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Friday, 03 October 2008


[EDITORIAL NOTE: Voting for the September 2008 Excellence in Storytelling Award is now open. The ballot is in the right sidebar and titles of the nominees link to the stories. Voting will remain open until Tuesday, 7 October.]

By Tom Speaks

Back in the 50s when I was growing up, I would spend a few weeks of summer recess from school with my grandparents (on my dad's side of the family). They lived in a small town and by that I mean a village of maybe 500 people.

Thurston, Ohio was something like Andy Griffith's Mayberry. It consisted of a barber shop, small mechanic shed, the churches and beer joints seemed to be in competition for their patrons, and a little grocery or general store which was owned by my grandparents.

Like most small towns then, Thurston had a few people that you might call "different,” like
Deafee George who was deaf and dumb. And a fellow by the name of "Popeye.”

As my grandpa said, "Popeye just wasn't put together right.” His left hand was deformed and his elbow stuck out resting his hand on his chest. His voice was gravelly and he walked kind of dragging one foot, and his squinted eyes made him look and sound just like Popeye.

Bless his heart, Popeye was a trooper. He had a newspaper route. He couldn't ride a bike so he delivered his papers by walking. As hard as it was he was always faithful. Every morning between 9:15 to 9:30 he would come into the store and get a Royal Crown Cola and a moon pie. Every once in a while he would get a grape Nehi. This was always after his deliveries.

I grew up, married , had a family and moved far away from that little village many years ago. Last week I was online to the home town newspaper checking the obits. Listed was one Daniel "Popeye" Lawyer, age 80.

After all those years I finally new his name – Daniel. He taught me to be faithful in what I do.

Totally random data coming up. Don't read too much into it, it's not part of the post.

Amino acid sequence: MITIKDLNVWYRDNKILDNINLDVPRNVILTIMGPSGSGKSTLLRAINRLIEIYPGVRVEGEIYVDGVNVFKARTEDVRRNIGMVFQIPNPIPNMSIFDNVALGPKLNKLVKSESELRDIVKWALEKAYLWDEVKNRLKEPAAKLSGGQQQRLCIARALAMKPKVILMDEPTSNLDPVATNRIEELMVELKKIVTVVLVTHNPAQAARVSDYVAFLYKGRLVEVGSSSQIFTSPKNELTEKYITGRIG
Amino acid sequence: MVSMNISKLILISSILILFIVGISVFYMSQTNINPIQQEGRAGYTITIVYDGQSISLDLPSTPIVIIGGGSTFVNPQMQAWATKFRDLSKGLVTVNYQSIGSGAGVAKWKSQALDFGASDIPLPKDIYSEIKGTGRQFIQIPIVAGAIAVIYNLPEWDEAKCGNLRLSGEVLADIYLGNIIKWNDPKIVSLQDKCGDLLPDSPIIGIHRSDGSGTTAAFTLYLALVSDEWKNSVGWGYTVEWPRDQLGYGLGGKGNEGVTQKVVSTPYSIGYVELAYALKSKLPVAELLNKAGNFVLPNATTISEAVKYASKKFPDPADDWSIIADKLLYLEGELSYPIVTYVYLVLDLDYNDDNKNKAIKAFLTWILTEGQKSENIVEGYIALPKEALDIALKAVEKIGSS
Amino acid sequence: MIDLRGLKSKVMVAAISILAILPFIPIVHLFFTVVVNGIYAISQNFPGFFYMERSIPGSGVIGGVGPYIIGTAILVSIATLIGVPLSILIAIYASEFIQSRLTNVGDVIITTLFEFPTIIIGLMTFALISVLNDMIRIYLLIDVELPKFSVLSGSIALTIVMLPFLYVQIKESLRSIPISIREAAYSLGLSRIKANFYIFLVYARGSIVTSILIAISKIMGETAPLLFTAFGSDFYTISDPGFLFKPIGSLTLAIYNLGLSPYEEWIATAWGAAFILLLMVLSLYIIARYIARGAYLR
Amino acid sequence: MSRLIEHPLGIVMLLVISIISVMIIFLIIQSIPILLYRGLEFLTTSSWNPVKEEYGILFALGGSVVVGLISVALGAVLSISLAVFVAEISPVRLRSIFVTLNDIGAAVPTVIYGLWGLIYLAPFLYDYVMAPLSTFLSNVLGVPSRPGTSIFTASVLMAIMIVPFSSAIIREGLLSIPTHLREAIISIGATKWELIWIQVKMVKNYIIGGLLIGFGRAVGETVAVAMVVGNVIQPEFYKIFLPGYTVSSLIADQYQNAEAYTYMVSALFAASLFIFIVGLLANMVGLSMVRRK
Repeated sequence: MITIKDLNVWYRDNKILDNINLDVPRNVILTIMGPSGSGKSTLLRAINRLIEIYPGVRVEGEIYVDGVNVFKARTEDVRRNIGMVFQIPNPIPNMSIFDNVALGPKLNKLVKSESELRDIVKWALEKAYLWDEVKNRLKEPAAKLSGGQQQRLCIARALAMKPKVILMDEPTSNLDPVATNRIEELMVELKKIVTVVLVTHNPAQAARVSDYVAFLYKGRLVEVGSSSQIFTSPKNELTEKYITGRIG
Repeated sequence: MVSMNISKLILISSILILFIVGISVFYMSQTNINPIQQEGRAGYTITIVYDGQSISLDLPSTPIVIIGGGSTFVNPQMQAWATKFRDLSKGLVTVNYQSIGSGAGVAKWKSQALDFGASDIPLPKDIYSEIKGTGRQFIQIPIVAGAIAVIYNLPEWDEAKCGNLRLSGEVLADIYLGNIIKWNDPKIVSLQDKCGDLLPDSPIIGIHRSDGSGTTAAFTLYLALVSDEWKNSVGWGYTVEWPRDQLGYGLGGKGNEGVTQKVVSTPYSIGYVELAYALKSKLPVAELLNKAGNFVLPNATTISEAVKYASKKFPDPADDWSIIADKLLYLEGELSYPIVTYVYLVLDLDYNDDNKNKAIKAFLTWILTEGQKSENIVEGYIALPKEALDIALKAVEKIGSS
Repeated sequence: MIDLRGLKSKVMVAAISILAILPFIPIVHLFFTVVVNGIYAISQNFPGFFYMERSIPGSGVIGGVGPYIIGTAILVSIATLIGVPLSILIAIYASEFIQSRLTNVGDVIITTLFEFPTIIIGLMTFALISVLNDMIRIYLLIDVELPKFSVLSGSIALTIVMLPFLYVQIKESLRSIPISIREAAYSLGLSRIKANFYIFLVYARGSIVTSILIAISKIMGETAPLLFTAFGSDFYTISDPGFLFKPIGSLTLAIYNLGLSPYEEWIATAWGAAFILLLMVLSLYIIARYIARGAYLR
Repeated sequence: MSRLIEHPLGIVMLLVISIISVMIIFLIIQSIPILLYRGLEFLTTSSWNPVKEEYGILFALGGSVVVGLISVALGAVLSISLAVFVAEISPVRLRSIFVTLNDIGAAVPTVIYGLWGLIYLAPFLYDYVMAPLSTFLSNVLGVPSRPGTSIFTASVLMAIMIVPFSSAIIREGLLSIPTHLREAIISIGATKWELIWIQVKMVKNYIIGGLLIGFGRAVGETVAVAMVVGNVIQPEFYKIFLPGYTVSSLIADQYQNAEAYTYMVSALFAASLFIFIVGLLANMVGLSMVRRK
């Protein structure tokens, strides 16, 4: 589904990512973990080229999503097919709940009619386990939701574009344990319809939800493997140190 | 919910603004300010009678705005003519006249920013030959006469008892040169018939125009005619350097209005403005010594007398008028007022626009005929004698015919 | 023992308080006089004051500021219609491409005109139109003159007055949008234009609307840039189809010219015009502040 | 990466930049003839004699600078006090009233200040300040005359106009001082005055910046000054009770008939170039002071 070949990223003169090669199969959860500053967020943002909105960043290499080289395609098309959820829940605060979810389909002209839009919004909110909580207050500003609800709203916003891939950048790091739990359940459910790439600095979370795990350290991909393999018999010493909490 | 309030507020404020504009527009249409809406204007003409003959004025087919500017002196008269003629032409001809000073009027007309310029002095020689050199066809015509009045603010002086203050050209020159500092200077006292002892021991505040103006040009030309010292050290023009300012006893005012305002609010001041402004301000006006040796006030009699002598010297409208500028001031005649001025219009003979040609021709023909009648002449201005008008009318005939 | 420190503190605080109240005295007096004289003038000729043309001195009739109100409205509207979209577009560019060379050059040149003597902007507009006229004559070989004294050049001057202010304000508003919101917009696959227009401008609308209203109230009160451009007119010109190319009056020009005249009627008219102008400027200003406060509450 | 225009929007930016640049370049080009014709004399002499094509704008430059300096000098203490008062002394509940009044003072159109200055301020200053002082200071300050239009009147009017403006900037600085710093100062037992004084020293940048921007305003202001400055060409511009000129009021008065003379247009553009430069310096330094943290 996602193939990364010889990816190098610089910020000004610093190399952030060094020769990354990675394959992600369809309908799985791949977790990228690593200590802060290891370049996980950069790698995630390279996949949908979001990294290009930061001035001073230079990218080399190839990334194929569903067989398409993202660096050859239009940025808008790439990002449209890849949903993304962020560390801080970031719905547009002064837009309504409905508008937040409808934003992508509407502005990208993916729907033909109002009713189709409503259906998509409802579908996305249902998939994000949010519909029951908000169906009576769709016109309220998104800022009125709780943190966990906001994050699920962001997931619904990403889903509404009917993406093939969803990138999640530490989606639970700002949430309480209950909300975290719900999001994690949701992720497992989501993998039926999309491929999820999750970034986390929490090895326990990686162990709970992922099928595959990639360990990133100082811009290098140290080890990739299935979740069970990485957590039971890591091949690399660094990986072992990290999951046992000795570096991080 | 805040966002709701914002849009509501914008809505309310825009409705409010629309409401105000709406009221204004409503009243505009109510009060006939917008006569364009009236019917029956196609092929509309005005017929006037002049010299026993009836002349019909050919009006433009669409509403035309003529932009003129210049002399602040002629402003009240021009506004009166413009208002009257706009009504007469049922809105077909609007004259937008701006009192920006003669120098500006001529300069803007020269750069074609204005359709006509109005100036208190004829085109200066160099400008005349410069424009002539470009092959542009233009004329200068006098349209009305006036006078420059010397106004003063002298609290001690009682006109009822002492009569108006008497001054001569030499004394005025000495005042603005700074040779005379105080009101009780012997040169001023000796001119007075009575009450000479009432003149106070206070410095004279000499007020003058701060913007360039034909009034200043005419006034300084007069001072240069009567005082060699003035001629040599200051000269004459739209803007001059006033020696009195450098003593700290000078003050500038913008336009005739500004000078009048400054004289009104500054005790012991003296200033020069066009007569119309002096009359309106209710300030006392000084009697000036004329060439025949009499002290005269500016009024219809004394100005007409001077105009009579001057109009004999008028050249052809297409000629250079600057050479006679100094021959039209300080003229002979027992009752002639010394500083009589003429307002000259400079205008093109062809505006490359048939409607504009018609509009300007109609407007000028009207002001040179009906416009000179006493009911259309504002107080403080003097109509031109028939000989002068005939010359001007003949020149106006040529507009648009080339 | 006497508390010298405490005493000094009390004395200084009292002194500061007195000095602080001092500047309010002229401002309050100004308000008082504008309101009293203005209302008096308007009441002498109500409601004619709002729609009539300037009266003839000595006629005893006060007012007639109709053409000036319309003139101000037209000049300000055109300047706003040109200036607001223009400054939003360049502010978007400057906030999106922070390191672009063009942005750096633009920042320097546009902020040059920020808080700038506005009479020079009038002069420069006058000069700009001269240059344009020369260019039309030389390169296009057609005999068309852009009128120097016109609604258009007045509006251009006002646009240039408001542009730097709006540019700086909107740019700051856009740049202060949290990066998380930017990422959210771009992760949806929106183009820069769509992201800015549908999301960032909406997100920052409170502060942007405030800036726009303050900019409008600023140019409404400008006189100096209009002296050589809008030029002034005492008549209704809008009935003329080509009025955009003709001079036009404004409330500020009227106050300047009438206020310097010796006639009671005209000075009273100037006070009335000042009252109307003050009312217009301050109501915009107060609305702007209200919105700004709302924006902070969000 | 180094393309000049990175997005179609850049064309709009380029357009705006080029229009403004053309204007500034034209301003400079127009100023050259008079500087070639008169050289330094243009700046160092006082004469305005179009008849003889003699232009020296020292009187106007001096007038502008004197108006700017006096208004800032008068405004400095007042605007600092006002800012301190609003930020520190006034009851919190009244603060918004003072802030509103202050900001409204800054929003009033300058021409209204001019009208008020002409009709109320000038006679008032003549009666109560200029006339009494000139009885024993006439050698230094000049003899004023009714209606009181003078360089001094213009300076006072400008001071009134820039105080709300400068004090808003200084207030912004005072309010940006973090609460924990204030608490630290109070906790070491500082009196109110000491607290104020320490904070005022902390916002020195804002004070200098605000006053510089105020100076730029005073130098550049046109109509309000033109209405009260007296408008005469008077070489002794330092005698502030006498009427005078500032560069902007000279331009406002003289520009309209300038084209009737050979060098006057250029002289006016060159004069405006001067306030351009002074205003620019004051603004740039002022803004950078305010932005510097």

[EDITORIAL NOTE: All elders, 50 and older, are welcome to submit stories for this blog. Instructions are here.]

Posted by Ronni Bennett at 02:30 AM | Permalink | Email this post


I love this story. First of all, the small town sounds like a wonderful place for a boy to spend summer vacation and learn life lessons that would never be learned in a classroom. Daniel was a perfect teacher - you were a lucky boy.

We had a similar character in my home town; an idiot savant called "Lightning". I never was able to find out much about him, but his constant habit of selling papers to make a living caught my eye, even at a very young age.

I just realized that it is probably not at all PC to say that the way I did. Apologies to all. Lightning was a savant would could look at the side of a building and tell you how many bricks were in it. He was always correct.

I also grew up in a small town like that, outside of Philadelphia.

We had our character,too. He was called Razor because we all thought he was so sharp.

As Judy said, he had talents that no one else had. Razor could tell you what day your birthday would fall on 5 or even 15 years later.

Just like you,Tom, we never knew his real name was Elmer until he died. That's probably a good thing because he would have taken more teasing about being named Elmer than he got for being a bit "Strange" as my Mother put it.

Paraphrasing what I think I learned in High School about Emily Dickinson's poems: SMALL IN SIZE BUT PROFOUND IN DEPTH AND MEANING.

Enjoyed your story.
You brought to mind someone I had not thought about in probably 50 years referred to as Smokey the Bear (probably because of his size). We never found out his real name or where he lived. He never spoke. He just wandered the city streets in all types of weather.

Thanks for all of the comments.
We all have had those people in our lives whose name we didn't know, but
made some kind of an impression on our lives back "then". The front porch swing was the place where we
first found the true meaning of

Tom, I think every town had it's own 'character' then. While my town was much larger we had a man we called "Willie". I don't know if that was his name or just a name someone tagged him with. He lived someplace in the mountains and it was rumored he lived in a cave. He came to town for supplies once a week and we children always vied for a spot to walk beside him. I have often wondered what happened to Willie.

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